Syndicate content
Shelina Zahra Janmohamed
Updated: 1 hour 30 min ago

Muslim woman student is stabbed – so why can’t we say that the fact she ‘looked Muslim’ might be a motive in her murder?

Fri, 06/20/2014 - 11:16

This posting is in reference to the tragic stabbing of Nahid Al-Manea in Colchester. Police said that they were investigating the possibility that the murder was motivated by the fact that she was visibly Muslim wearing an abaya and headscarf. There have also been questions raised about a similar stabbing of James Atfield.

One of the national newspapers asked me my thoughts on the police response to the terrible incident of the Muslim woman stabbed who was wearing visible Muslim clothing.

My thoughts, jotted briefly are below. When I put these thoughts forward, I was told that they wanted not my thoughts ‘as a Muslim woman’ but an ‘alternative viewpoint’:

- finally! the recognition that muslim women are highly vulnerable is being raised at a national level

- i’m shocked at the negativity that is surrounding the police suggesting this may be a possible reason for the attack. It’s as though how dare Muslim women say that they are being attacked for being visibly Muslim! Why such vehement denial that it is a possibility? As with all crimes, the police have some theories and I’m glad this has been recognised as one possibility. Nobody is saying this for sure, simply that it is one angle. We know that hate crimes against Muslims have increased manyfold recently. So why shouldn’t this be one motive? To me it smacks of a wider public denial that there is a growth of hate against Muslims. Or even that it is ok to attack Muslims, especially women.

- if this is a legitimate line of enquiry, then why should the police keep quiet? Generally they share their lines of enquiry, what is different here?

- If anything, this poor student came here with a hope of doing everything that is demanded of Muslim women – ‘free’ herself, come to the west, gain an education.  Why can’t we square in our minds that she was a practising Muslim too, and that we have a problem in our society dealing with this?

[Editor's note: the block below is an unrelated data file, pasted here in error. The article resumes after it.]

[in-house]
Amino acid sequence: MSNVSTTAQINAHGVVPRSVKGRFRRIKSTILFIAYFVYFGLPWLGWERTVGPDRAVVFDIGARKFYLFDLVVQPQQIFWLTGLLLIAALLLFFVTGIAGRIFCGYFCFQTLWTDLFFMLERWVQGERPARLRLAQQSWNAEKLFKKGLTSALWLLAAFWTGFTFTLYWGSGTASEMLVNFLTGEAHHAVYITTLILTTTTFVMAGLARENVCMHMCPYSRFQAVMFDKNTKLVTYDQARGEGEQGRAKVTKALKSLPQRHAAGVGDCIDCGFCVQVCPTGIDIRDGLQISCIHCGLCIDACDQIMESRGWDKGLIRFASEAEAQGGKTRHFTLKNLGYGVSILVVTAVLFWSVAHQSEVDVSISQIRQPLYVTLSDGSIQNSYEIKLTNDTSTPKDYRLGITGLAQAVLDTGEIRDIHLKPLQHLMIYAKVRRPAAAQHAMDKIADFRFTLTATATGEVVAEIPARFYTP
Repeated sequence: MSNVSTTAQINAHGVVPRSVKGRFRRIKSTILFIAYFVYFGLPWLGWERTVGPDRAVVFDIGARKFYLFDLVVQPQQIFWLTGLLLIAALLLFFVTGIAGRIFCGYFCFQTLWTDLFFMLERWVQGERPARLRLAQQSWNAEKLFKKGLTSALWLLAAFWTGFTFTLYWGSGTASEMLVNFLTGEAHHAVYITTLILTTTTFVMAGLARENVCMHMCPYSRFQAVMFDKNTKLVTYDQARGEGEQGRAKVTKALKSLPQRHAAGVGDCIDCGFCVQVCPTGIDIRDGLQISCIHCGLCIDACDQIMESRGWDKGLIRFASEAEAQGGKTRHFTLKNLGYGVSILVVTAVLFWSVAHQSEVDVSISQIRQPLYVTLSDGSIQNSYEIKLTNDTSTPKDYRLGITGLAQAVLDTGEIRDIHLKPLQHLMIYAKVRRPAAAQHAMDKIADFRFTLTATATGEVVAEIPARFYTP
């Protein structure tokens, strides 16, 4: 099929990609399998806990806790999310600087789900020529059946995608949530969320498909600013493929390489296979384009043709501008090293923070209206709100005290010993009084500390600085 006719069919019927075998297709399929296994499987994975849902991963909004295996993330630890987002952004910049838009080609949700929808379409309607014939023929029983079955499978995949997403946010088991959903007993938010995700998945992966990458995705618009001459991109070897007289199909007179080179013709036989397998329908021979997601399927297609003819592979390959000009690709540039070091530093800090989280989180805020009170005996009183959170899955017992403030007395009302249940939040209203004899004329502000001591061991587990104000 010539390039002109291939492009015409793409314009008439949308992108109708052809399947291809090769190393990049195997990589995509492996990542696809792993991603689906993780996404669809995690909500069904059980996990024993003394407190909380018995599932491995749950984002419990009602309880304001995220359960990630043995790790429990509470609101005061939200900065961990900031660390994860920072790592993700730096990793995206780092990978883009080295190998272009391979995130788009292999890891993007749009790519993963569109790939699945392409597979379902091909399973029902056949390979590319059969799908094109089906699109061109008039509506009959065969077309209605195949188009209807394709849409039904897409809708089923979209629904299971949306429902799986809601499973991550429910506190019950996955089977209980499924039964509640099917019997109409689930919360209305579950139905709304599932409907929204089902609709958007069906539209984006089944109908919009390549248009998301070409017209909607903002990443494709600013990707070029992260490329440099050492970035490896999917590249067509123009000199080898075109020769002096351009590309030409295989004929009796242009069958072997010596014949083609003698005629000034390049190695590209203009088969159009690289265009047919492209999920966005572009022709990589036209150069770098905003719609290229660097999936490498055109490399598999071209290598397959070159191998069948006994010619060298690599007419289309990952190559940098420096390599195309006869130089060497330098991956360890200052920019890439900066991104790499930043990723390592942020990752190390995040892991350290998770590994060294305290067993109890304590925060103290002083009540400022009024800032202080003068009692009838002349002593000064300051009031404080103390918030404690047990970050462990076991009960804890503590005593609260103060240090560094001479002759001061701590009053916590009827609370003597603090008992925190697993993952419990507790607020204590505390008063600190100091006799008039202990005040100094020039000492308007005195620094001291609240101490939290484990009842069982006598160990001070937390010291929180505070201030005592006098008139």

- In my view it is people’s response that is bizarre – and that is what is damaging to community relations – why can’t we admit that hatred against Muslims is an issue and that women bear the brunt of this?

- Finally, if the police did not pursue this line of enquiry, or worse if they are pressured into dropping this line of enquiry, then that would be even more damaging to community relations. It is as bad practice to rule it out as it would be to say it was the sole factor or the only factor of investigation.

Update: this is stream of consciousness writing, so some further thoughts with inputs from various other Muslim women (thank you!):

- The police have said it is one line of enquiry, in a seemingly matter of fact way just as in many murders they talk of many lines of enquiry. My problem with saying they shouldn’t mention it ‘due to community tensions’ stems from the fact that our broad population can’t accept that this is a possibility, that somehow it is an abnormal aberration which can be an actual reason for such nastiness in what is obviously our lovely Muslim-friendly society. I actually think it shows a more balanced ‘healthy’ (if that’s the right word in such a horrible context) to be able to be honest and say yes this is a possibility just like several other possibilities. For both Muslims and the anti-Muslim brigade to be milking this as either ’see!!!! we told you!’ versus ‘how dare Muslims be victims’ shows a lack of acceptance of due process and legitimacy that this could be anti-Muslim, or it might not be.